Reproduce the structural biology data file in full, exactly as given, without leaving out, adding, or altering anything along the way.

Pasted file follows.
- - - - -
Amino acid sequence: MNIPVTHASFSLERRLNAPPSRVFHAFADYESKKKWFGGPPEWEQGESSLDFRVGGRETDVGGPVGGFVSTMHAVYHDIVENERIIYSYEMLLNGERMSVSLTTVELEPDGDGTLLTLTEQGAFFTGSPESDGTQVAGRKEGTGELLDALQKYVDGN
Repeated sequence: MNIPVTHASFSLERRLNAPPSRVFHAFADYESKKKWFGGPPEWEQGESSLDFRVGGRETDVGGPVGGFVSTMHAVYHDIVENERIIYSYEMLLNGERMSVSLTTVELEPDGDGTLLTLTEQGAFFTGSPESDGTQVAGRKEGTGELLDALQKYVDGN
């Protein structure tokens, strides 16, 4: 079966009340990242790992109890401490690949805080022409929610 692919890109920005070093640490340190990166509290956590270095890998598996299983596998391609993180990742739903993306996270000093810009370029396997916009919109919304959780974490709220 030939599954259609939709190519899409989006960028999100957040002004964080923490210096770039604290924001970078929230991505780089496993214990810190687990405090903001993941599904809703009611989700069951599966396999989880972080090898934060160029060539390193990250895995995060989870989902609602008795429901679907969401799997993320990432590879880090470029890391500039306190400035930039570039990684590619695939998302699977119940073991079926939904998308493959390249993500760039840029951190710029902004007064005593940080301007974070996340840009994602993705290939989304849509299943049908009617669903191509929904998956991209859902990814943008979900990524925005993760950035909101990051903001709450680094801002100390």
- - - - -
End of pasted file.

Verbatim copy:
Amino acid sequence: MNIPVTHASFSLERRLNAPPSRVFHAFADYESKKKWFGGPPEWEQGESSLDFRVGGRETDVGGPVGGFVSTMHAVYHDIVENERIIYSYEMLLNGERMSVSLTTVELEPDGDGTLLTLTEQGAFFTGSPESDGTQVAGRKEGTGELLDALQKYVDGN
Repeated sequence: MNIPVTHASFSLERRLNAPPSRVFHAFADYESKKKWFGGPPEWEQGESSLDFRVGGRETDVGGPVGGFVSTMHAVYHDIVENERIIYSYEMLLNGERMSVSLTTVELEPDGDGTLLTLTEQGAFFTGSPESDGTQVAGRKEGTGELLDALQKYVDGN
């Protein structure tokens, strides 16, 4: 079966009340990242790992109890401490690949805080022409929610 692919890109920005070093640490340190990166509290956590270095890998598996299983596998391609993180990742739903993306996270000093810009370029396997916009919109919304959780974490709220 030939599954259609939709190519899409989006960028999100957040002004964080923490210096770039604290924001970078929230991505780089496993214990810190687990405090903001993941599904809703009611989700069951599966396999989880972080090898934060160029060539390193990250895995995060989870989902609602008795429901679907969401799997993320990432590879880090470029890391500039306190400035930039570039990684590619695939998302699977119940073991079926939904998308493959390249993500760039840029951190710029902004007064005593940080301007974070996340840009994602993705290939989304849509299943049908009617669903191509929904998956991209859902990814943008979900990524925005993760950035909101990051903001709450680094801002100390």